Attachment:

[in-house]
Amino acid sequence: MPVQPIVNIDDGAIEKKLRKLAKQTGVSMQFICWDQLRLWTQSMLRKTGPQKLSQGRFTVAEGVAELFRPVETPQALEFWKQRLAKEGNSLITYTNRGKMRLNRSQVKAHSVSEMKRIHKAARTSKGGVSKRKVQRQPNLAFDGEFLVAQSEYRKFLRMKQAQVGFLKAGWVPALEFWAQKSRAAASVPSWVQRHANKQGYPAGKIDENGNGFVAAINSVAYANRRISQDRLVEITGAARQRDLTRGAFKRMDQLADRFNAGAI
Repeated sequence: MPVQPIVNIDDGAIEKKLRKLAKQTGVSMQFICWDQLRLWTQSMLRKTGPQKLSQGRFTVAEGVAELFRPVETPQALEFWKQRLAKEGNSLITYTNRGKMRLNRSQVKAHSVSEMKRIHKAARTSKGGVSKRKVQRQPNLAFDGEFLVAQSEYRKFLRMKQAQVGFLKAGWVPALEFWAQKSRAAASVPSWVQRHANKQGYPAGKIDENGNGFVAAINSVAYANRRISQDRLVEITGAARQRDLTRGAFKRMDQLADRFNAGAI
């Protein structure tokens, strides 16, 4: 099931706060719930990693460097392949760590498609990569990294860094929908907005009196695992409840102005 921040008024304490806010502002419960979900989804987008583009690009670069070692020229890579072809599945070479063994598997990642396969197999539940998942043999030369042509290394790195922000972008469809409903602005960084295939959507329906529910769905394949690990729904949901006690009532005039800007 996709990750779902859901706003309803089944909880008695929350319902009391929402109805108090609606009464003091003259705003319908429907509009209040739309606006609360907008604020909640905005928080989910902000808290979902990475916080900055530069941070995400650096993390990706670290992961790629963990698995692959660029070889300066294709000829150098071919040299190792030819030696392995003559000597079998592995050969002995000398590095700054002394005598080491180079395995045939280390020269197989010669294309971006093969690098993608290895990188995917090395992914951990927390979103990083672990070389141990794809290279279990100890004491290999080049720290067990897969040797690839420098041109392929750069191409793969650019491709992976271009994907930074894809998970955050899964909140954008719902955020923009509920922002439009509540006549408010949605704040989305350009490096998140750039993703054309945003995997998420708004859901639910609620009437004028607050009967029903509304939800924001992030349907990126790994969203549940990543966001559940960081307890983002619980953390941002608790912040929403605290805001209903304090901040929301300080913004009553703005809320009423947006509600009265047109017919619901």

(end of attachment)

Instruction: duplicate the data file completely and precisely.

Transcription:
[in-house]
Amino acid sequence: MPVQPIVNIDDGAIEKKLRKLAKQTGVSMQFICWDQLRLWTQSMLRKTGPQKLSQGRFTVAEGVAELFRPVETPQALEFWKQRLAKEGNSLITYTNRGKMRLNRSQVKAHSVSEMKRIHKAARTSKGGVSKRKVQRQPNLAFDGEFLVAQSEYRKFLRMKQAQVGFLKAGWVPALEFWAQKSRAAASVPSWVQRHANKQGYPAGKIDENGNGFVAAINSVAYANRRISQDRLVEITGAARQRDLTRGAFKRMDQLADRFNAGAI
Repeated sequence: MPVQPIVNIDDGAIEKKLRKLAKQTGVSMQFICWDQLRLWTQSMLRKTGPQKLSQGRFTVAEGVAELFRPVETPQALEFWKQRLAKEGNSLITYTNRGKMRLNRSQVKAHSVSEMKRIHKAARTSKGGVSKRKVQRQPNLAFDGEFLVAQSEYRKFLRMKQAQVGFLKAGWVPALEFWAQKSRAAASVPSWVQRHANKQGYPAGKIDENGNGFVAAINSVAYANRRISQDRLVEITGAARQRDLTRGAFKRMDQLADRFNAGAI
């Protein structure tokens, strides 16, 4: 099931706060719930990693460097392949760590498609990569990294860094929908907005009196695992409840102005 921040008024304490806010502002419960979900989804987008583009690009670069070692020229890579072809599945070479063994598997990642396969197999539940998942043999030369042509290394790195922000972008469809409903602005960084295939959507329906529910769905394949690990729904949901006690009532005039800007 996709990750779902859901706003309803089944909880008695929350319902009391929402109805108090609606009464003091003259705003319908429907509009209040739309606006609360907008604020909640905005928080989910902000808290979902990475916080900055530069941070995400650096993390990706670290992961790629963990698995692959660029070889300066294709000829150098071919040299190792030819030696392995003559000597079998592995050969002995000398590095700054002394005598080491180079395995045939280390020269197989010669294309971006093969690098993608290895990188995917090395992914951990927390979103990083672990070389141990794809290279279990100890004491290999080049720290067990897969040797690839420098041109392929750069191409793969650019491709992976271009994907930074894809998970955050899964909140954008719902955020923009509920922002439009509540006549408010949605704040989305350009490096998140750039993703054309945003995997998420708004859901639910609620009437004028607050009967029903509304939800924001992030349907990126790994969203549940990543966001559940960081307890983002619980953390941002608790912040929403605290805001209903304090901040929301300080913004009553703005809320009423947006509600009265047109017919619901």